The vision for the Bonaventure project was to “create a prestigious and user-friendly entrance to downtown, mesh together disparate neighbourhoods, and support urban development” (Lindeman, 2018). The new green space would also help mitigate the effects of urban heat island effect and make the area more attractive for new residents. The removal of the elevated expressway would also help in the unification of the waterfront (Lindeman, 2018). Bonaventure Project is to be a gateway that welcomes the world to a dynamic metropolis of Montréal. It is a project that improves the quality of life for residents (McGillimmobilier, n.d.).


Design decisions revolved around creating a functional, prestigious and user-friendly entrance; the promotion of adjacent neighbourhoods along the north-south axis and east-west axis; and supporting urban redevelopment through strategic public interventions (Project Bonaventure, n.d.). Analysis of traffic flow had a large impact on the decisions made, because it highlighted a need for improved interaction between pedestrians, cyclists, public transit, and vehicular traffic. Roughly 27, 000 motorized vehicles would move through the site daily (Project Bonaventure, n.d.). Removing the elevated expressway would reallocate 65% of land to active transportation, 10% more space to public transit, and reduce space for automobiles from 70% to 25% (Project Bonaventure, n.d.).

Due to having historical ties to both industry and the port, the site would have high archaeological potential, and this led to the relocation of underground infrastructure to keep the site’s archaeological integrity (Project Bonaventure, n.d.).

Multiple documents would also provide direction for how the design would develop such as:

-Montréal's Master Plan

-Economic Development Strategy Success

-Tree Policy

-Corporate Action Plan for Climate Protection

-Policy for a Peaceful and Safe Environment

-Peaceful and Safe Environment Montréal

-Montreal Family Policy

-Cultural Development Policy of the City of Montréal (2005-2015)

-STM Corporate Business Plan (2007-2011)

-AMT Strategic Plan (2003)

-Protection and Enhancement Plan for Mount Royal (2008)

-Heritage Policy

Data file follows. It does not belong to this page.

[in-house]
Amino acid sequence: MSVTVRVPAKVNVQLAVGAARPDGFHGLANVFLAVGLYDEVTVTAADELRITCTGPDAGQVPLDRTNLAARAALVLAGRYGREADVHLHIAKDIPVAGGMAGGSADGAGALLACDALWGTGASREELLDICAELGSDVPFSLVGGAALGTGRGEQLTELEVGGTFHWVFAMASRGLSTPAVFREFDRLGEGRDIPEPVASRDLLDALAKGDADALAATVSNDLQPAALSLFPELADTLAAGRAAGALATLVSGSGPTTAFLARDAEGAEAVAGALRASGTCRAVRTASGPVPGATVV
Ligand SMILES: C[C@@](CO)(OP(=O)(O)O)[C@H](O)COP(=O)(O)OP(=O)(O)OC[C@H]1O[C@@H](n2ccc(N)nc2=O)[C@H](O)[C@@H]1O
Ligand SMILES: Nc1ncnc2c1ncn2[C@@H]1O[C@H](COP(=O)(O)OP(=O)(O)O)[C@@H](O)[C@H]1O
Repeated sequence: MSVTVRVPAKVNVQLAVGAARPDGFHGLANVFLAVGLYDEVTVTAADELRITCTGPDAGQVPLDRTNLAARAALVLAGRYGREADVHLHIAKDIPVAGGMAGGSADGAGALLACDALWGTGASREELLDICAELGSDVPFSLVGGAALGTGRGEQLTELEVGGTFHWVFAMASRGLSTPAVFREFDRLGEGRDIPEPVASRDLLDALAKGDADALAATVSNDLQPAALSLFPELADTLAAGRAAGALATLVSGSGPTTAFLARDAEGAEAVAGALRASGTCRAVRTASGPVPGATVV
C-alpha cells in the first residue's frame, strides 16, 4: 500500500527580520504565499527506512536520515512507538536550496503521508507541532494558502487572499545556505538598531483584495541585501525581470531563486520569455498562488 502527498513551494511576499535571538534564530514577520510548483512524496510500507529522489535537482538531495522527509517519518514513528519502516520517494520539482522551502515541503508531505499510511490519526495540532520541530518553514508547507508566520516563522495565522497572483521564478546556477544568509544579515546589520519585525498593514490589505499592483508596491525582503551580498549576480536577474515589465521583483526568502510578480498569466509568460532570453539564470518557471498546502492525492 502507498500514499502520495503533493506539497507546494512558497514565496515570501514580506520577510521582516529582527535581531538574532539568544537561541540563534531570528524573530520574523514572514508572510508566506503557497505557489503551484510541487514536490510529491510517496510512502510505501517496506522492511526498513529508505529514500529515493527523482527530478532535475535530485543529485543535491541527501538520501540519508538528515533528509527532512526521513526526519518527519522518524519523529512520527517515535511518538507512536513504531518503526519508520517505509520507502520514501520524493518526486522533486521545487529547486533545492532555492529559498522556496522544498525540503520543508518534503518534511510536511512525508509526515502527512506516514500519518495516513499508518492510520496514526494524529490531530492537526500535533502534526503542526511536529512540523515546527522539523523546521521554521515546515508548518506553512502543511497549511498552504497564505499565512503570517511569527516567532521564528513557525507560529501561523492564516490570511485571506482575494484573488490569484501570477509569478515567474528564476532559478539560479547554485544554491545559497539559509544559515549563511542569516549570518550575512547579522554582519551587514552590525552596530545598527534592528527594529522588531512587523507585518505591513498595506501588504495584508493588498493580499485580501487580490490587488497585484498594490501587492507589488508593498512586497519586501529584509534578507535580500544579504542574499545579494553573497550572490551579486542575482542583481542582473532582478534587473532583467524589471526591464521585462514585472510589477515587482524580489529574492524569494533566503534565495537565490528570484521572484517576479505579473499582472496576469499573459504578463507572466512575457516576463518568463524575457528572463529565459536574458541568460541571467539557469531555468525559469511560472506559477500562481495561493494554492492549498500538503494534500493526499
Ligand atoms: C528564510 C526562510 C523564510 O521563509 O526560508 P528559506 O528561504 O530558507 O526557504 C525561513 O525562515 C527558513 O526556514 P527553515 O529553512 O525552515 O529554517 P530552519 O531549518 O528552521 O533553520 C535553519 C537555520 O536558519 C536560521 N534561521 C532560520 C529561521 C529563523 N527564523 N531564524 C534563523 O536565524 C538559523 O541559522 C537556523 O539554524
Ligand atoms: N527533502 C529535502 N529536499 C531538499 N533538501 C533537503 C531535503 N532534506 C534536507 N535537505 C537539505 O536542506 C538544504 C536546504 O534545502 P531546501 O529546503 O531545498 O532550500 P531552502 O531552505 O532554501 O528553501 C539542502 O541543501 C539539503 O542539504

(Ocpm, n.d.)


The project team would develop a concept that emphasized public and active transportation, with a long-term goal of the advancement of sustainable urban transportation. The team sought out innovative solutions that established a relationship between transportation, the development of public spaces, and the combining of public art and a significant infrastructure project. Utilizing modeling of traffic flows with PTV Vissim and Aimsun software ensured the project was technically sound so the main roadway configuration would improve the site (TAC, 2018). The project team also was in charge of monitoring and providing feedback every week on the status of the work that was in the process of being completed. These weekly meetings not only ensured consistent progress, but also that there was strong compliance with the original concept (TAC, 2018).


Bonaventure Expressway makeover includes new park, art and walkways.” Published September 6, 2017.

“Bonaventure Expressway to be replaced with boulevard, Denis Coderre says” Published December 19, 2014.

“Bonaventure Expressway turned Boulevard.” Accessed March 12, 2019.

“Bonaventure Project – First SITES v2 certification in Canada + Laureate of the GRANDS PRIX DU DESIGN.” Accessed March 12, 2019.

“Bonaventure Project Full Submission TAC 2018 Sustainable Urban Transportation Award.” Accessed March 12, 2019.

Bryan-Baynes, Elysia. “Repairs needed less than a year after Bonaventure Expressway park opens.” Published August 3, 2018.

“l’historique.” Accessed March 12, 2019.

“la management des rues et des trottoirs.” Accessed March 12, 2019.

“la mise en valeur du patrimoine.” Accessed March 12, 2019.

“la vision” Accessed March 12, 2019.

“les interventions en transport” Accessed March 12, 2019.